Spatial analysis of early-development spring water levels in the Mississippi River Valley Alluvial Aquifer, Mississippi Alluvial Plain, South-Central United States

Date

2021-05

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Abstract

The Mississippi Alluvial Plain (MAP) is located in the lower part of the Mississippi River and provides for a multi-billion dollar agriculture industry that spans across seven states. The majority of the water used to irrigate in the MAP region is sourced from groundwater. The Mississippi River Valley Alluvial Aquifer (MRVA) is the uppermost aquifer in the MAP aquifer system and supplies about 94 percent of the irrigated groundwater in the MAP region. Many areas in the MAP are experiencing long-term declines in groundwater altitudes, commonly at different rates caused by a variety of factors. Some locations have recorded large cones of depression of up to 90 feet, while others have reported no change in water surface altitude. Water sustainability is a concern of growing interest to the region. One method to regulate groundwater resources that has been investigated is artificial recharge. The Delta region in the MAP, located in western Mississippi along the Mississippi river, has local stakeholders investigating the possibility of implementing artificial groundwater recharge. In order to implement groundwater recharge knowledge of the groundwater surface before large-scale pumping for irrigation occurred is needed. Most of the early development groundwater data are recorded in well measurements that can be found in the United States Geological Survey National Water Information System database. The well data recorded are generally not continuous over time or area across the whole of the Delta region, so to create a continuous potentiometric surface this thesis documented potentiometric surfaces of the Delta region of the MRVA created by interpolating a continuous surface using kriging, a statistical regression analysis, in ArcGIS. Spring and fall potentiometric surface maps of the Delta region in 1981, 1982, 1983, and 2018 were computed using kriging, along with the associated uncertainty for each interpolated surface, and compared using raster mathematics.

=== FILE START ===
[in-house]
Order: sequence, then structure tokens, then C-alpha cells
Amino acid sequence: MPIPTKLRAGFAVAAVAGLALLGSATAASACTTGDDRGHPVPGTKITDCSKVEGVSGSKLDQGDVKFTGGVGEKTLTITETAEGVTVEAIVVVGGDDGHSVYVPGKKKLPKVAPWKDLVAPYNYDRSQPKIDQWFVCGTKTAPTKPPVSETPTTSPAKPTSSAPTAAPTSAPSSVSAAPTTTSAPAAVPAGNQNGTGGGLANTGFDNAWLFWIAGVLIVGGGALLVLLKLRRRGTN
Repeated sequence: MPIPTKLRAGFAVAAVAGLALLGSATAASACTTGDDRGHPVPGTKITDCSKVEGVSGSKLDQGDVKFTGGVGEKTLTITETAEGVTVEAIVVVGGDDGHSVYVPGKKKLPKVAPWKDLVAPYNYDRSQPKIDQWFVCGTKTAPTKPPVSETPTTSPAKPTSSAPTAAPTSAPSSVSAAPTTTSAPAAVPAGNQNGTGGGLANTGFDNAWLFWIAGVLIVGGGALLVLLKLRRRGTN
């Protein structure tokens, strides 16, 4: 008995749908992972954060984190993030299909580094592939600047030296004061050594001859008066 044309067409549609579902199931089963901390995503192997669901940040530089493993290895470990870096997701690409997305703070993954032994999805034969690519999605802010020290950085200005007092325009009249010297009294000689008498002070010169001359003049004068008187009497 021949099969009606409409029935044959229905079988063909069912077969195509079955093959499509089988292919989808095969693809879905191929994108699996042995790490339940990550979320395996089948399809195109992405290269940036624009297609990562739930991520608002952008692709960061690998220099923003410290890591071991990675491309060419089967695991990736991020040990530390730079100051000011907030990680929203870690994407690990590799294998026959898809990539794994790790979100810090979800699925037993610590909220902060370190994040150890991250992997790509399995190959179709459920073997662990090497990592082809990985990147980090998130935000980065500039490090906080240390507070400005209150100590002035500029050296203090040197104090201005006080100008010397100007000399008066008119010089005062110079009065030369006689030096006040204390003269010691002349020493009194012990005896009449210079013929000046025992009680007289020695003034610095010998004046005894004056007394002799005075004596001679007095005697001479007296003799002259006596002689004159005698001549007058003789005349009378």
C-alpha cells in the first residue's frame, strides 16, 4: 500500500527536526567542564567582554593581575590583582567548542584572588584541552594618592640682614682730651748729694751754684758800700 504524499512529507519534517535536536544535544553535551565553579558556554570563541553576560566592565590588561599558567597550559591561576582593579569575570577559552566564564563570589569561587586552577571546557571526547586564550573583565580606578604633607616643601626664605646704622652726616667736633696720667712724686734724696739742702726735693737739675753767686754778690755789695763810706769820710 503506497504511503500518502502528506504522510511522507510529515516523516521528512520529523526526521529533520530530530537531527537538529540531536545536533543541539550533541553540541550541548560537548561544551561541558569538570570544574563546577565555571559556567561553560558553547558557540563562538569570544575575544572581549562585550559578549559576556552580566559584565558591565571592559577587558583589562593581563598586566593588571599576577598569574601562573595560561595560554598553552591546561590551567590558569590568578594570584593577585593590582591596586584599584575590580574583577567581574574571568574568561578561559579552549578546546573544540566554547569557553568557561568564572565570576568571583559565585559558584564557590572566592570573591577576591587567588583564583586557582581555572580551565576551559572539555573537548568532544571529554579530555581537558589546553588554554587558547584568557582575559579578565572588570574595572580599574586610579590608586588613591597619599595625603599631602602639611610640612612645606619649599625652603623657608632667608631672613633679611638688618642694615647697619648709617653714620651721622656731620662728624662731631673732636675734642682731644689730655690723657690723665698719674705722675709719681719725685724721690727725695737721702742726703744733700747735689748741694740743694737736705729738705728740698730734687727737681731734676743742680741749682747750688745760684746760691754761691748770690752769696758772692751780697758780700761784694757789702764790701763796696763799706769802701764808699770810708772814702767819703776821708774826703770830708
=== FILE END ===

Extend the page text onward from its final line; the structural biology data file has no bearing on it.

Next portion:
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Keywords

Aquifer, Kriging, Mississippi, Semivariogram, Delta, ArcGIS

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